December 1, 2009

Tuesday notebook: Four Blackshirts get Big 12 honors

After putting together one of the program's best all-around defensive seasons in recent memory, it was only fitting that a cast of Nebraska defenders were rewarded for their efforts.


On Tuesday, the Big 12 Conference announced its all-conference teams as well as its players of the year. All together, four Huskers defensive players were named first-team All-Big 12, including senior defensive tackle Ndamukong Suh, senior safety Larry Asante, junior cornerback Prince Amukamara and sophomore defensive tackle Jared Crick.


Despite not having a single offensive player selected, Nebraska's four total first-teamers tied for the most in the conference along with Oklahoma, Oklahoma State and Kansas State.


Head coach Bo Pelini said all four players were more than deserving of the honor, and their selections were not only a credit to their play this season, but also the play of the entire defense.


"I'm proud of how far we have come on defense," Pelini said. "We've come a long way in a relatively short period of time. It's nice to see that our guys were recognized for it. It's been a lot of hard work and perseverance by that group, by the whole group; I'm talking about everybody on defense, not just the guys that got recognized with first-team honors. We've come a long way."


The awards didn't stop there for Suh, either. As was expected since before the season even started, the Portland, Ore., native had as good of an individual season as any player in the country on either side of the ball.


That's why it was pretty much a no-brainer that Suh be named the Big 12 Defensive Player of the Year.


Pelini said Suh made the most of his decision not to leave school early for the NFL this past offseason and has worked his way to become one of the best players in all of college football.


"I give him a lot of credit," Pelini said. "He came back for a reason and I think he's done it. There were a lot of reasons why he wanted to come back. I'm not going to talk about all of them, but it's good to see when it works out for the young man. He walked away from a lot of money.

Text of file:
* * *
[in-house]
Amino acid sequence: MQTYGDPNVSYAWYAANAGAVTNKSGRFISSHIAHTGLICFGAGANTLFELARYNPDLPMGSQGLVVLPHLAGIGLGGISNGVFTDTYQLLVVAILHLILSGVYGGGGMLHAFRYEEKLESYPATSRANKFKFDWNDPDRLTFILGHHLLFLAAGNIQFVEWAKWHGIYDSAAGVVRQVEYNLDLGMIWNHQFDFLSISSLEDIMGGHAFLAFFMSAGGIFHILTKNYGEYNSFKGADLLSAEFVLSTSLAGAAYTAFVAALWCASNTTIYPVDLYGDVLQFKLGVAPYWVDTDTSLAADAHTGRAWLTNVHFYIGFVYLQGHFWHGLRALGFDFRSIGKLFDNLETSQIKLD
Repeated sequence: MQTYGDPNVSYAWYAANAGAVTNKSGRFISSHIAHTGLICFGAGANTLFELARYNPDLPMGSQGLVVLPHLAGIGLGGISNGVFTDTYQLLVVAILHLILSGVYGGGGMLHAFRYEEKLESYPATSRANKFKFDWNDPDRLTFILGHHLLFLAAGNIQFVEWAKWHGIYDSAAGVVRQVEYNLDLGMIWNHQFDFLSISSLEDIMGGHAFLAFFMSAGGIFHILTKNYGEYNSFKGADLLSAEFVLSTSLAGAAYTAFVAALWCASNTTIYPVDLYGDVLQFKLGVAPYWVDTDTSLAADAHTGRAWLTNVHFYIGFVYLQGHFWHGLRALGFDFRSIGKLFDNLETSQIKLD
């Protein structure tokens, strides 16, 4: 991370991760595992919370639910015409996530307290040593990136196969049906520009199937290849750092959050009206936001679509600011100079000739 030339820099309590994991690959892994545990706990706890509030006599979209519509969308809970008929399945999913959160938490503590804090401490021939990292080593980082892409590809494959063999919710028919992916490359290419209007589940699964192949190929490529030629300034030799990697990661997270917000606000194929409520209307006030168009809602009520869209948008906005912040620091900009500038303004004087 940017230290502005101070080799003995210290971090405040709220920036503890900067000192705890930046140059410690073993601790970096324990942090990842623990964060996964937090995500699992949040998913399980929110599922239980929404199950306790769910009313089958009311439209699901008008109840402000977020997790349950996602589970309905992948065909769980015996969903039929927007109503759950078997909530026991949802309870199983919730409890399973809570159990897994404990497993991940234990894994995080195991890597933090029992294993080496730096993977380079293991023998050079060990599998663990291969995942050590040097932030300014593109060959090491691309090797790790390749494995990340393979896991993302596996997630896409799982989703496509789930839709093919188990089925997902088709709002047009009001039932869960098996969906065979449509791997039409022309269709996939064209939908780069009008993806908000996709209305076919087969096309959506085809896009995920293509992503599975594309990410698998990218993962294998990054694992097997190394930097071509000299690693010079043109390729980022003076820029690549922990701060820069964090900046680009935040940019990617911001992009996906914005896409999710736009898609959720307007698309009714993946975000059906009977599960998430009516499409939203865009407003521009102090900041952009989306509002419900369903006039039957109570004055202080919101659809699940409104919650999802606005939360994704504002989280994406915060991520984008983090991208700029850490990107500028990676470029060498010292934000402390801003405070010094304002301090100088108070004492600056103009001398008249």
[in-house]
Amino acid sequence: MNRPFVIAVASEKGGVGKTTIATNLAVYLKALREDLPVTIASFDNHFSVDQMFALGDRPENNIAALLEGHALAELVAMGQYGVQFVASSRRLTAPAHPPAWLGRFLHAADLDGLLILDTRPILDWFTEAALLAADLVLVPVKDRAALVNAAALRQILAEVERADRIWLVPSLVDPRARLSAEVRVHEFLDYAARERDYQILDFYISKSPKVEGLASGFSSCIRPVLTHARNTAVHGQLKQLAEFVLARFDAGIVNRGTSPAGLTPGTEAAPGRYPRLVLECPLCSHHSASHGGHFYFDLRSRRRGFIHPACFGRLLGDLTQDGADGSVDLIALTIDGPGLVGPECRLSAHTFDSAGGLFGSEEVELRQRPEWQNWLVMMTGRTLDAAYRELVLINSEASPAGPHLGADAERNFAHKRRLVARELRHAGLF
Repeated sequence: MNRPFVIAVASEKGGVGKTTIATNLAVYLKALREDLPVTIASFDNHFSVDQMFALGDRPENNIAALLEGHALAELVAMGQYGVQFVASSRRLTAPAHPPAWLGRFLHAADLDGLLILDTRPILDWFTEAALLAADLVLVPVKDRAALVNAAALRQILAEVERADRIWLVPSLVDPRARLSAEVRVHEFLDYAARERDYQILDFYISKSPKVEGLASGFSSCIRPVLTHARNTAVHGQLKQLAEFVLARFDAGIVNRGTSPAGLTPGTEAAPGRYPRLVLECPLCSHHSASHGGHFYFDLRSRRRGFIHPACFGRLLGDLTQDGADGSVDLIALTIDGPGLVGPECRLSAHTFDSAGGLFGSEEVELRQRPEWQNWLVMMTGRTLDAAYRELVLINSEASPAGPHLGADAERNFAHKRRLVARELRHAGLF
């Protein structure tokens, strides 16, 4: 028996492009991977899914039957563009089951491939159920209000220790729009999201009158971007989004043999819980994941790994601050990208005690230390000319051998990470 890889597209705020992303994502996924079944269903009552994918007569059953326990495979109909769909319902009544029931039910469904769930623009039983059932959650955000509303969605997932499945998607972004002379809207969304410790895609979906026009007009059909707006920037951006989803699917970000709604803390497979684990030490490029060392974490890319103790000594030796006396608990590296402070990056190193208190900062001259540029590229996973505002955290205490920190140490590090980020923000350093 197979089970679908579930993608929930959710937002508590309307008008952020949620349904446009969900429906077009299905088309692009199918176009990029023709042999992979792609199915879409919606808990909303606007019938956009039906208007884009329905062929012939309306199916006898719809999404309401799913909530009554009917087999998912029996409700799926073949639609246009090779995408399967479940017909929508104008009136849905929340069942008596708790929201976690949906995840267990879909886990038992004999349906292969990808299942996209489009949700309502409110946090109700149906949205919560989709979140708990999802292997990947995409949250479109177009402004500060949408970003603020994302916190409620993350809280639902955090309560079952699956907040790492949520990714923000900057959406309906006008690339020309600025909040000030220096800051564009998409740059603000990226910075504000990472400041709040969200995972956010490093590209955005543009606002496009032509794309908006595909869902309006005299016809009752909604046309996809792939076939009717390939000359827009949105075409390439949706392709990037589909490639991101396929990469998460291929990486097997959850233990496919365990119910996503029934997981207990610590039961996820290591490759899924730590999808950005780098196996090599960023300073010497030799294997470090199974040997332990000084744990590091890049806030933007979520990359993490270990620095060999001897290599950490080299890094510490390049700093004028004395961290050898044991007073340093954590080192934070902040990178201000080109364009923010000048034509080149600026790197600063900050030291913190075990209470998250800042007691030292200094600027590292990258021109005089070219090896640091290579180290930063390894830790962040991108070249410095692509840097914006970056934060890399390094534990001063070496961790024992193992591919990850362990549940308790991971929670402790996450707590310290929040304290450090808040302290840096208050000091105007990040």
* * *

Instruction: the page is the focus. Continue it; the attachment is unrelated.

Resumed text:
"He walked away from quote-unquote, other opportunities, and came back here with a purpose and he played that way. It shows a lot about who he is and the type of character he has."


For Suh, the biggest honor of all was seeing his defense get the credit it deserved from the rest of the conference. However, he said he and the rest of the Blackshirts still have plenty left to prove in their final two games of the season.


"I haven't seen the list, but it means a lot," Suh said. "I feel that we've definitely been working hard. We just want to continue to prove ourselves. We're definitely happy with obviously the accolades and everything, but it's not done just because we got those. We've got to continue to play hard and move forward. You've got to prove it on the field between the white lines."


- Robin Washut





Tuesday practice takes
McCoy one of the best: Not only is Texas senior Colt McCoy the all-time winningest quarterback in college football history, he also holds some other pretty hefty material on his resume. In last week's win over Texas A&M, McCoy passed for 304 yards and rushed for 175 more. The performance made him the first Longhorn ever to pass for 300 yards and rush for 100 in a single game, and he became just the third player in NCAA history to pass for at least 300 and rush for 150. Washington's Marques Tuiasosopo (1999) and Clemson's Woody Dantzler (2001) are the only other quarterbacks to ever accomplish the feat.
Ending the streak: When Nebraska takes the field Saturday against the No. 3 Longhorns, the Huskers will get another chance to end one of their ugliest active losing streaks. Since beating No. 2 Oklahoma in Lincoln back in 2001, NU has lost 12 straight games to top-10 ranked teams. Coincidently, two of those 12 losses have come at the hands of Texas. The Huskers suffered a three-point loss to No. 7 UT in 2002 and then a two-point defeat to the fifth-ranked Longhorns in 2006. Under head coach Bo Pelini, Nebraska is 0-3 against top-10 teams (Missouri, Oklahoma and Texas Tech in 2008).
Injury update: Junior quarterback Zac Lee again had his left ankle heavily taped for Tuesday's practice, but Lee said his ankle felt "phenomenal" in spite of it. Offensive coordinator Shawn Watson said he fully expected Lee to start Saturday against Texas.